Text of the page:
The moment of vacuum is the briefest flicker of Arendt’s interruptive, paralytic “thinking.” The politics of disruption as an opposition to continuity and progress arc over the ideology of any particular movement or action. Disruption seeks the interruption itself, and cannot prevent the in-rushing of ideology. 
Disruption manifests in NCT spaces in several ways. Two major threads will be examined here. First is the deployment of the concept of “disruption” and “disruptive innovation” within Silicon Valley and the neoliberal capitalization of technology. This deployment runs counter to our previous description of disruptive politics as radical nostalgia in many ways, and it is worthwhile to note how neoliberal ideology has altered the political valance of disruption within this particular context. The second is the deployment of disruptive politics as previously defined within the network society though NCT channels. Here we will unpack the special implications of disruptive politics within NCT spaces and how those impact the potentials and limits of NCT- mediated politics in general.
Disruption as it manifests in Silicon Valley ideology is divorced from the traditions and politics of radical nostalgia we reviewed at the start. Rather, the Silicon Valley deployment of disruption aligns it with Schumpeter’s concept of “creative destruction,” but with a peculiar, ahistorical bent. Where disruptive politics as we have previously identified them represent a nostalgic, creative connection with the past or with a constructed vision of the past, Silicon Valley’s disruption, coupled with its fetishizing of “innovation,” intends to break with and surpass the past. “Innovation” in the Silicon Valley usage is closely tied to the liberal concept of progress, but strips it of many of its moral and political implications.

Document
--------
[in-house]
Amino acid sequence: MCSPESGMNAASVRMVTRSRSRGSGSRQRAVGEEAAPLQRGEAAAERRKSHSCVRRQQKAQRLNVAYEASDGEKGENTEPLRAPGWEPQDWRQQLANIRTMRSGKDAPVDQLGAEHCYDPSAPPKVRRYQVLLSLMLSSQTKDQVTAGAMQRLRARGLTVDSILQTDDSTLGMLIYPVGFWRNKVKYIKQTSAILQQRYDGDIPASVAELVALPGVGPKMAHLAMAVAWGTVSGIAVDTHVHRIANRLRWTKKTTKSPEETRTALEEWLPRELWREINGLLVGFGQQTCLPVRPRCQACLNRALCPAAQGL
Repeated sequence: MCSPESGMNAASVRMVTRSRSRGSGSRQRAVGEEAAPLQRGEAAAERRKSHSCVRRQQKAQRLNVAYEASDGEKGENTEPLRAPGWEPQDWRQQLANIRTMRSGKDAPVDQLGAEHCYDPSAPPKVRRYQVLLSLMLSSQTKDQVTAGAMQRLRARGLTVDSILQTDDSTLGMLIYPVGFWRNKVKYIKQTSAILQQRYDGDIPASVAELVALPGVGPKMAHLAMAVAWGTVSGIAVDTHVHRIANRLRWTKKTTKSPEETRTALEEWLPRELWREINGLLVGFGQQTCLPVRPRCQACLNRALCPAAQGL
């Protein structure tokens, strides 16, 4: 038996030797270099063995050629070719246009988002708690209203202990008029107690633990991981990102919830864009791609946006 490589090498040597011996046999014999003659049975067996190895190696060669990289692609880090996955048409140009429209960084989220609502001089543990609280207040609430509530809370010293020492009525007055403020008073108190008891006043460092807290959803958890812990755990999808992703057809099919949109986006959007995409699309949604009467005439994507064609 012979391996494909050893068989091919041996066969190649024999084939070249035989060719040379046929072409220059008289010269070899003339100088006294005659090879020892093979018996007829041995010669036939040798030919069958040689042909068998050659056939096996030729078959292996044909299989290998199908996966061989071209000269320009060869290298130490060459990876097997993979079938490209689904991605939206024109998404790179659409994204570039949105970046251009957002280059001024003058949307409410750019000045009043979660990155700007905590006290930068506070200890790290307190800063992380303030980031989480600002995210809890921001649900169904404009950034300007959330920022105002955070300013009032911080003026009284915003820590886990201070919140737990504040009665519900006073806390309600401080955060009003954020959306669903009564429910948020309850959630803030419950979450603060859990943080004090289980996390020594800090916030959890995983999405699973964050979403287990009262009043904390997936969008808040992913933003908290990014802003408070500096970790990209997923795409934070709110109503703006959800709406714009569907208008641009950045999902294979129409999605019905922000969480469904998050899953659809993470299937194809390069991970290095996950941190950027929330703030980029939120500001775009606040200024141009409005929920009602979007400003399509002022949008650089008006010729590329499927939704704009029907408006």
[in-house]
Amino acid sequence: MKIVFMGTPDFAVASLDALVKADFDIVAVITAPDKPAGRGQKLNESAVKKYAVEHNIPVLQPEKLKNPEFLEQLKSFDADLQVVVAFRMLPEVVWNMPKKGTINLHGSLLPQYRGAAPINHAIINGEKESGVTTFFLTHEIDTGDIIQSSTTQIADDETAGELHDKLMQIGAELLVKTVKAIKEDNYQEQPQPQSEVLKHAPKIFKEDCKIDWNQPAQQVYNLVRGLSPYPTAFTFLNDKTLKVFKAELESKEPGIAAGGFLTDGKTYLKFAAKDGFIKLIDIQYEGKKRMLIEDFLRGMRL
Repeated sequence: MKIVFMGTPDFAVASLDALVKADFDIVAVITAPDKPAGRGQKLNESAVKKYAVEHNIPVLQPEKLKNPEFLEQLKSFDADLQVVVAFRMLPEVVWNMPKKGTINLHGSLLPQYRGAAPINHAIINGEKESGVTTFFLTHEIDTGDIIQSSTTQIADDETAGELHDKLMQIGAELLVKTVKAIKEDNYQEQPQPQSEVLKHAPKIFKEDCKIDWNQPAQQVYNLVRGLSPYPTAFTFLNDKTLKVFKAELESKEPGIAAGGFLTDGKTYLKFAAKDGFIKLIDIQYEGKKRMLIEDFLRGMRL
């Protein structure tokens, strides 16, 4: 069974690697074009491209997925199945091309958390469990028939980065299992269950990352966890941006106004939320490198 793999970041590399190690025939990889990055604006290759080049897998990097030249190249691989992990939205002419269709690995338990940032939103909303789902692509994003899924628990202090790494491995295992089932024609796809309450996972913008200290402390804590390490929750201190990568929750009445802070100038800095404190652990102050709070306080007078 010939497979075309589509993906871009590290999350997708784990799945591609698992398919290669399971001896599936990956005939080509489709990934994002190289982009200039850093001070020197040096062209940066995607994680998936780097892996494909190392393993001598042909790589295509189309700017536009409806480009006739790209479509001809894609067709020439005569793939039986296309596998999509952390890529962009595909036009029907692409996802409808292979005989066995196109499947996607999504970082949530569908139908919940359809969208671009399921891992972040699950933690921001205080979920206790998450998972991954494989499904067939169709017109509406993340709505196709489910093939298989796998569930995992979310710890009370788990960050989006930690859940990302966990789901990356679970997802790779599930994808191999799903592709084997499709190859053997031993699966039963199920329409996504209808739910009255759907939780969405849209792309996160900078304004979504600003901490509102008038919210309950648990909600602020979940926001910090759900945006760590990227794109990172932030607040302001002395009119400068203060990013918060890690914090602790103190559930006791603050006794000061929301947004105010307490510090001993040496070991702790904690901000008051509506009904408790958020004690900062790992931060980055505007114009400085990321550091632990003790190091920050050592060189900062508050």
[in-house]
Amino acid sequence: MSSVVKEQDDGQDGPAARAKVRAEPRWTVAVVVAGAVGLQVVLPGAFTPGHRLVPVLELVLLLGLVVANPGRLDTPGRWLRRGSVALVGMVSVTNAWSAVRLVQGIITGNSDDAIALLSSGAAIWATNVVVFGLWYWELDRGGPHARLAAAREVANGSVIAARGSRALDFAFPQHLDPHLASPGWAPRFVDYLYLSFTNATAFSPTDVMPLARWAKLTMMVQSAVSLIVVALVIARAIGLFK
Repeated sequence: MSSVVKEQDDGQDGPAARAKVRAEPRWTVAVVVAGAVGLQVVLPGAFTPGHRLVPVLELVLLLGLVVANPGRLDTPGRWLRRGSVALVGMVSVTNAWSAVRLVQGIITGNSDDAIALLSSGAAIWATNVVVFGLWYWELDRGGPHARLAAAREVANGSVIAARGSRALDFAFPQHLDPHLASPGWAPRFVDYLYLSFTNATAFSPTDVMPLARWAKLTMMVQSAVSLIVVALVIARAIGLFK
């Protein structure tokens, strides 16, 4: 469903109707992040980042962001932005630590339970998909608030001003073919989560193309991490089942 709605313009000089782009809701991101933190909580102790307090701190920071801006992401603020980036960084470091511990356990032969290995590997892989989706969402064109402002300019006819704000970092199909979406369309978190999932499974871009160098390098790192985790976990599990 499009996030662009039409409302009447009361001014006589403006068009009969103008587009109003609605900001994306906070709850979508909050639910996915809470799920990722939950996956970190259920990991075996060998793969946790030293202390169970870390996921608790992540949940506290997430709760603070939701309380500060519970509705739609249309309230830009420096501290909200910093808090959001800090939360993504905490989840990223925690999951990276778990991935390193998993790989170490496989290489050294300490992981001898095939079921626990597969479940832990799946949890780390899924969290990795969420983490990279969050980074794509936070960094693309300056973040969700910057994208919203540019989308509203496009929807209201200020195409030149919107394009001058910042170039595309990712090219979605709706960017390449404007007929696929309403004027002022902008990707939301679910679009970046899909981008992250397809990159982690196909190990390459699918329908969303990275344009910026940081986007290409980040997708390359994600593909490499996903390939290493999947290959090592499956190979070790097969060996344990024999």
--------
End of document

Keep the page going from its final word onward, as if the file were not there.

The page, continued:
Disruption in Silicon Valley is an extreme deployment of liberalism’s cult of the self- sufficient individual. This is apparent in expectations of how individuals within the high tech economy are expected in interact with the companies that employ them; how companies are expected to interact with history, without a particular sense of obligation or coherence; and how the Valley itself interacts with society at large: from a fundamentally extractive stance, wherein society is primarily a handy assemblage of readily exploited and monetized resources. Fred Turner has described how the writings of Kevin Kelly influenced the ideology of the modern tech economy, pushing it towards an understanding of atomized individuals manipulating data beyond the confines and obligations of the physical world and society at large.
The Silicon Valley deployment of disruption partakes of its interruptive potential, cutting out the aspects of radical nostalgia that are central to disruptive politics. In this way, I describe Silicon Valley’s use of disruption as only accessing its “kinetic” qualities, while remaining apolitical and ahistorical. While disruptive politics specifically construct a space for the countering of the ideology of liberal progress, apolitical disruption interrupts without broader motivation, beyond atomized self-advancement and self preservation. It interrupts, but disregards the foundational or reactive potential of what it has interrupted.
If the above is accurate, and the deployments of disruption and innovation that undergird the current manifestation of the Silicon Valley economy and NCT development have at their base amoral liberalism and Whiggish anti-historicism, what does that mean for the political potential of these spaces?